Pocket Doors Add Privacy and Space

POCKET DOORS ADD PRIVACY AND SPACE
Article Provided by: Nashville Home Inspection

A door isn’t a door when it’s ajar, right? But this old (and tired) joke has a second, often overlooked answer. A door also isn’t a door when it’s a pocket! Pocket doors are not only space-savers, but problem-solvers for rooms tucked into tight corners or up against awkward angles.

Pocket doors function as room-savers when they enclose spaces where there is no room for an in-swinging door, and an out-swinging door would result in a collision or become an obstacle. The addition of a pocket door in these circumstances allows for small or large spaces to be enclosed when necessary, without the need to add or remove walls.

Some of the earliest mentions of pocket doors appeared during the Victorian era, with patent applications and advertisements for pocket-door parts appearing as early as the 1870’s. The parlor/pocket doors of this time employed trackless mechanisms or bottom sheaves (wheels/rollers). By the early 1880’s, a third construction appeared – overhead tracks, door hangers and top door plates. For a large, double-wide doorway between two rooms – a dining room and living room, for example – a pair of pocket doors can be an elegant and practical addition. In fact, this was the most widely used application of pocket doors during the turn of the century.

Pocket doors all but disappeared in the early 1900’s, but are making a comeback today in both small and larger homes. When open, pocket doors don’t clutter or obstruct the area around the doorway. A pocket door can add up to ten feet of usable floor and wall space that would normally be occupied by a door’s swing. Kits can be purchased for under $100, but retrofitting them into a home includes tearing out a portion of the wall to install split studs and tracks. They are easily added to new home construction or in a home where remodeling work is already being planned.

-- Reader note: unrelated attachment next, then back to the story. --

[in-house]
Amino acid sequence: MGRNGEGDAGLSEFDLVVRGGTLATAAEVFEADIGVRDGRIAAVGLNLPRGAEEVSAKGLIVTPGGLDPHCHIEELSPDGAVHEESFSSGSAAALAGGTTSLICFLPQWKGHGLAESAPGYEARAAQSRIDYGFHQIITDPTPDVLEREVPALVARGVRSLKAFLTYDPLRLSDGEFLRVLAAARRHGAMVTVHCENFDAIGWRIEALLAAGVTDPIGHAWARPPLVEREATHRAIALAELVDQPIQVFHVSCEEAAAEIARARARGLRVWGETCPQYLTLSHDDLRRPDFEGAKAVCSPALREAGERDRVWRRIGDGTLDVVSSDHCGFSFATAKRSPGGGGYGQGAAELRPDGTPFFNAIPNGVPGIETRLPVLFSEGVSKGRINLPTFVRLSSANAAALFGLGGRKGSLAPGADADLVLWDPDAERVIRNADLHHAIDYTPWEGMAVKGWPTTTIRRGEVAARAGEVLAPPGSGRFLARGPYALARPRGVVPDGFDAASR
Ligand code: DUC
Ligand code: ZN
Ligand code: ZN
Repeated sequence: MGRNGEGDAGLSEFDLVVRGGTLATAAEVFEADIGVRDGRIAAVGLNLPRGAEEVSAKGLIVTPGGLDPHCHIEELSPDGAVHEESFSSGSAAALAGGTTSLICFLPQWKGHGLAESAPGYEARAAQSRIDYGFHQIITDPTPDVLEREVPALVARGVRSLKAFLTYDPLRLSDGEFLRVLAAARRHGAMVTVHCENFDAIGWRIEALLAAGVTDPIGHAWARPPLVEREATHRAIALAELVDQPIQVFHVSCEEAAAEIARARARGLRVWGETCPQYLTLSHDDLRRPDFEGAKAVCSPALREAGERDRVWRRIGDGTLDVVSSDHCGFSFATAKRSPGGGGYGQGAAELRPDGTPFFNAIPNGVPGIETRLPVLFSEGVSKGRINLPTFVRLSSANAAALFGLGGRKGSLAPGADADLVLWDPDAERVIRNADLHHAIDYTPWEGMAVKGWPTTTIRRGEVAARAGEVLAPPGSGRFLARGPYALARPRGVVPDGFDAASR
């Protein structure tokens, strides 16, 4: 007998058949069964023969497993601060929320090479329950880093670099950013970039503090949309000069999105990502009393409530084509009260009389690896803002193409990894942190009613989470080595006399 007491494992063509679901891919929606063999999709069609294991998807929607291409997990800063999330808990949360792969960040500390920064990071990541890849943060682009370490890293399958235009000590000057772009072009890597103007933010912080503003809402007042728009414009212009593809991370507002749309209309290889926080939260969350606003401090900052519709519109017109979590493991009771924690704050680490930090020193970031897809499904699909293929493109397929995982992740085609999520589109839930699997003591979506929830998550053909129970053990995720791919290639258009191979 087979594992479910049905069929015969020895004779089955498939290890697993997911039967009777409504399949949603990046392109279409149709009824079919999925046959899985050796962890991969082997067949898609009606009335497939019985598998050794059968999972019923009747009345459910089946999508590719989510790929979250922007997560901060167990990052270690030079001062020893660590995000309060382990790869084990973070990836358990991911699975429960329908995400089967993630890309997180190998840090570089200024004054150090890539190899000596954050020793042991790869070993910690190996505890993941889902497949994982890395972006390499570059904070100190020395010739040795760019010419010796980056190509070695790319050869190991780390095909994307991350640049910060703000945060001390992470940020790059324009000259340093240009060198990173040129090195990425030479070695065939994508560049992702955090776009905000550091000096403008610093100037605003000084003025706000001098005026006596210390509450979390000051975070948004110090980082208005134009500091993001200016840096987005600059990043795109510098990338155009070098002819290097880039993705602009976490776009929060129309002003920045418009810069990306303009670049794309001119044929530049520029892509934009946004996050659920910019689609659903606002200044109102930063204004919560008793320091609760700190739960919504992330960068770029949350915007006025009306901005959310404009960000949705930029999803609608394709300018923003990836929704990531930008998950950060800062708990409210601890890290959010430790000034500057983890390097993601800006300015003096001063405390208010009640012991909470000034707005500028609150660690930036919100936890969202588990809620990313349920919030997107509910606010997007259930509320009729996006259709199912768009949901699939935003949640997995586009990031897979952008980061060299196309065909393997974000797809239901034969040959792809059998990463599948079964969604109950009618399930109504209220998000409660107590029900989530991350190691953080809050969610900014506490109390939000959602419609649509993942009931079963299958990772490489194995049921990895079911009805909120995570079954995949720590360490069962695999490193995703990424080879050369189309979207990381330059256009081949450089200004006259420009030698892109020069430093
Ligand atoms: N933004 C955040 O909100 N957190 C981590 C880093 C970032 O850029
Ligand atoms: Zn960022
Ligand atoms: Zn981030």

Some factors to consider when planning for a pocket door:

  • There must be enough clearance in the wall framing for the door(s) to fit.
  • The wheeled trucks that latch to the door and ride back and forth in the track must be ones that will not jump out of the track. (Some pocket-door frames and hardware come with this guarantee).
  • Plumbing, electrical, or other mechanical equipment must be routed around a pocket door’s location. Also, it must be remembered that the pocket’s structure is weaker that that of a conventional wall.

Ultimately, it is usually a little more costly to install a pocket door than to hang a conventional door, but the cost may be well worth it for the space savings.

Source: John Watkins, Nashville Home Inspection | Blog distribution provided by Kenneth Bargers and Bargers Solutions, member of Pilkerton Realtors, residential real estate services located in Nashville, Tennessee

Author: Kenneth Bargers

REALTOR®, Tennis Player, Titans & Vols Fan, Nashvillian... learn more about me at http://www.bargers-solutions.com/about-me

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